1. What kind of work does he do? What about work in the states? I hope you two get the visas and stuff you need quickly. When I married my husband it automatically changed his status so we had to file for and get his green card before we could travel. Does it work similarly on that end? Please also keep us updated on the process for your PIO card and how that all goes. I believe I just read its all done through Travisa now.

  4. Woohoo happy anniversary, and the first year is the thoughest when you are an expat, I can tell you things will go better from there :)
    And yes I hear ya on the same food at every meal, eating dal-subzi-roti at every meal just gets on my nerves, I forced myself stupidly for 2 years, and then I threw the proverbial towel and diversified the content of my plate :)

    Living on your own is much easier in India than living in a joint family, as you said the concept of privacy does not exist, DH and I are so used to it that it drives us nut each time we go visit his parents, or when the come over, without a lock on your door you can't keep people out, and not one of my relative understands the notion of knocking on a door before coming in.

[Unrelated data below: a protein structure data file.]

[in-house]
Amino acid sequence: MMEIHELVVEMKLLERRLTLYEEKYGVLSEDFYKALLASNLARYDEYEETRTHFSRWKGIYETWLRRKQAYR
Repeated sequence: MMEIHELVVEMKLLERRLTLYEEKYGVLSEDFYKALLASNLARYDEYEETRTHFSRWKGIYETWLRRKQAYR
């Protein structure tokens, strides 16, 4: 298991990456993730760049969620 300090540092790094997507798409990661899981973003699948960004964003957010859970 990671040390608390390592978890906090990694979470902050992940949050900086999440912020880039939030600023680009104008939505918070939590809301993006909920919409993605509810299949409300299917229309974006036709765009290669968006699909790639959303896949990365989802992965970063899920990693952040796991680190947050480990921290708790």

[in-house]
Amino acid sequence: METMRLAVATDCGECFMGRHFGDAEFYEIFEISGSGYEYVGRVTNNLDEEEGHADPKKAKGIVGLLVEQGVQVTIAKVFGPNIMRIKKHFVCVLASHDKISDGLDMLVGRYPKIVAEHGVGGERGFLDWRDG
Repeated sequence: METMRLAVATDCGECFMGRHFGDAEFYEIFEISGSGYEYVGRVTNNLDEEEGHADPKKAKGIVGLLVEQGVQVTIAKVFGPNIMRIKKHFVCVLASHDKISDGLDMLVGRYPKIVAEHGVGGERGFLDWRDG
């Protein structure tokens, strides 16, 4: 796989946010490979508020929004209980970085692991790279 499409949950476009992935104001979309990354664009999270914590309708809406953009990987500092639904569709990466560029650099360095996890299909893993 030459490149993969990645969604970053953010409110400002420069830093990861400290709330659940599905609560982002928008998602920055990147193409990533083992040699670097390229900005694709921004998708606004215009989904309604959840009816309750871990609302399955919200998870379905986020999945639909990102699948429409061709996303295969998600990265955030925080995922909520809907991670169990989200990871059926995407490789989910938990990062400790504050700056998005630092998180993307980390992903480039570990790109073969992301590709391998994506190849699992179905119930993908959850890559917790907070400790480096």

5. I can't believe you managed to force yourself to eat like that for 2 years. I didn't last 6 months lol. I quit eating and all that. It's been a mess to say the least. I wish I could have the opportunity to live on my own here but it's never going to happen so instead I'm just working on leaving. I can't tell you how many times someone has walked in on us unexpectedly...once the door was even locked but somehow when they pushed the lock fell and the door opened. So it's like a no-win situation.

  6. I'm resilient LOL